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60% of Altice USA's new FTTP subs go for a Gig60% of Altice USA's new FTTP subs go for a Gig

Across its HFC and FTTP networks, 29% of broadband gross additions are taking Altice USA's 1-Gig product.

Jeff Baumgartner

October 30, 2020

4 Min Read
60% of Altice USA's new FTTP subs go for a Gig

It's still early days, but Altice USA says it's starting to reap some of the benefits of its fiber-to-the-premises (FTTP) network upgrades in the "Optimum" footprint serving parts of New York, New Jersey and Connecticut.

Following the commercial launch of double- and triple-play services in its FTTP service areas, the sell-in rate for fiber-fueled services rose to 44% in the third quarter of 2020, up from 28% in Q2 2020, Altice USA CEO Dexter Goei said on an earnings call.

Figure 1: Dexter Goei 'We remain very optimistic about the 1-Gig opportunity,' Goei said on Thursday's earnings call. 'We remain very optimistic about the 1-Gig opportunity,' Goei said on Thursday's earnings call.

Additionally, 60% of FTTP customer gross broadband subscriber adds in Q3 took the operator's 1-Gig broadband product, a rate that is significantly higher than the 1-Gig sell-in it is seeing with new broadband customers on the operator's hybrid fiber/coax (HFC) networks, Goei said.

With all of Altice USA's networks factored in – both HFC and FTTP – 29% of gross additions took the highest-level speed tier in 1-Gig-capable areas in Q3 2020, up from 24% in Q2 2020. At the end of Q3, 92% of Altice USA's footprint was 1-Gig capable.

"We remain very optimistic about the 1-Gig opportunity," Goei said, noting that there's sizable opportunity for speed upgrades as the average download speeds across Altice USA was 262 Mbit/s, up from 208 Mbit/s a year ago. Across its full footprint, Altice USA is seeing average data usage of 420 gigabytes per customer per month, up 44% from a year ago, and 530GB among its broadband-only subs.

Altice USA ended Q3 with 900,000 homes passed and ready for service with FTTP. The plan is to upgrade the entire Optimum footprint, which covers about 5 million homes, within the next three-and-a-half to four years. Goei's hopeful that Altice USA will build FTTP to another 500,000 homes in 2021 and then start to deploy FTTP at a clip of 1 million-plus per year thereafter.

Michael Grau, Altice USA's CFO, believes the company can comfortably operate in the range of $1.3 billion to $1.4 billion in capex to complete its FTTP and edge-out initiatives, but sees a longer-term opportunity to cut annual capex to below $1 billion after the FTTP build is complete.

Meanwhile, the company is pursuing network "edge-out" strategies in its more rural Suddenlink areas, aiming to extend its reach to another 150,000-plus homes annually with that tactic. To further its efforts in underserved and unserved areas, Altice USA has also filed for the Rural Digital Opportunity Fund (RDOF) auction that gets underway this week.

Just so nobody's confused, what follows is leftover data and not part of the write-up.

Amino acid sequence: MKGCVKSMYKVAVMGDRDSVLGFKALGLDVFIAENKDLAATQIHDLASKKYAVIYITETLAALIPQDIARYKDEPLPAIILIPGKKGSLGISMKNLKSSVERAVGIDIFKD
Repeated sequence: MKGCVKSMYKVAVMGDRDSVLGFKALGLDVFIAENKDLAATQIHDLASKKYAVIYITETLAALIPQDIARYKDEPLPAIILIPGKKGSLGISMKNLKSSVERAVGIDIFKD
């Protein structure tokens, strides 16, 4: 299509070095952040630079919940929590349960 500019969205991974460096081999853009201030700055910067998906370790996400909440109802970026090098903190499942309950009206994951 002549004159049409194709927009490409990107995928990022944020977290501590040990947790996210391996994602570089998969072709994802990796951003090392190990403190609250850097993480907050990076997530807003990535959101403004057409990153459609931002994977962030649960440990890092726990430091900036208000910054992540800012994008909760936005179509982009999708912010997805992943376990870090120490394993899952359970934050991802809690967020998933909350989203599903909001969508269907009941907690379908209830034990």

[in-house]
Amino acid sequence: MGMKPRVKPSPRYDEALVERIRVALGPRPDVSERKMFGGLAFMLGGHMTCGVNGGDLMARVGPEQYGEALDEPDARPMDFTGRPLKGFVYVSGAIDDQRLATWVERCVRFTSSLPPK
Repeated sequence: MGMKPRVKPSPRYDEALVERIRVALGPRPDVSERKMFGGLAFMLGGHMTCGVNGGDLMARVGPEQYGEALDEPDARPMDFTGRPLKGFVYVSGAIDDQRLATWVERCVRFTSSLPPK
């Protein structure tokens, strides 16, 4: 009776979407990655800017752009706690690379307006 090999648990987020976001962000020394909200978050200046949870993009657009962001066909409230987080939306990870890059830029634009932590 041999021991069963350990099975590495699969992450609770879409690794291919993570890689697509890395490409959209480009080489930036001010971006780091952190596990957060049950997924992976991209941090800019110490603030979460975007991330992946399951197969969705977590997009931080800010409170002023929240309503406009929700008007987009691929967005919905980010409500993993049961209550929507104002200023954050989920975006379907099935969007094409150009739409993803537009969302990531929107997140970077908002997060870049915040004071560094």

Cogeco stalemate, but other M&A opportunities may arise

Goei said that the November 18 expiration date on its sweetened deal for Canada-based Cogeco still stands, but didn't elaborate. Cogeco's boards and a family-owned business that holds 69% of voting rights shares in Cogeco have already rejected Altice USA's latest proposal. Altice USA is looking to retain Cogeco's US assets (Atlantic Broadband) and sell Cogeco's Canadian assets to Toronto-based Rogers Communications.

Goei said Altice USA is also looking at a "handful" of other M&A opportunities, noting that interest among smaller US operators, including some with contiguous operations to Suddenlink's footprint, are starting to percolate. Altice USA recently expanded in its Optimum footprint with the acquisition of a small operator, Service Electric Cable TV of New Jersey.

"Anything that Altice can do to geographically diversify away from their legacy Optimum footprint would be welcomed by the market, even if they have to pay a premium to do it," Craig Moffett, analyst with MoffettNathanson, said in a research note issued Thursday afternoon. "There are a handful of operators somewhat larger than Service Electric that are logical targets."

Earnings snapshot

Overall Q3 revenues of $2.43 revenues were essentially flat, up 0.2% year-on-year, though business services revenues ticked up 1.3%. The company swung to a net loss of $4.7 million (1 cent per share) compared to year-ago net income of $77.2 million (12 cents per share).

Altice USA added 26,000 broadband sub and lost 86,400 video subs in the period.

The company, which recently added flexible data plans to its Altice Mobile service, added 18,000 mobile lines in Q3, extending that total to 160,000 lines. Altice Mobile, launched last September, generated revenues of $19.7 million in the quarter.

Goei said mobile momentum continues to be slow while about half of Altice USA's stores remained closed during the pandemic, but still managed to achieve 3.5% penetration of the company's total residential customer base.

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— Jeff Baumgartner, Senior Editor, Light Reading

About the Author(s)

Jeff Baumgartner

Senior Editor, Light Reading

Jeff Baumgartner is a Senior Editor for Light Reading and is responsible for the day-to-day news coverage and analysis of the cable and video sectors. Follow him on X and LinkedIn.

Baumgartner also served as Site Editor for Light Reading Cable from 2007-2013. In between his two stints at Light Reading, he led tech coverage for Multichannel News and was a regular contributor to Broadcasting + Cable. Baumgartner was named to the 2018 class of the Cable TV Pioneers.

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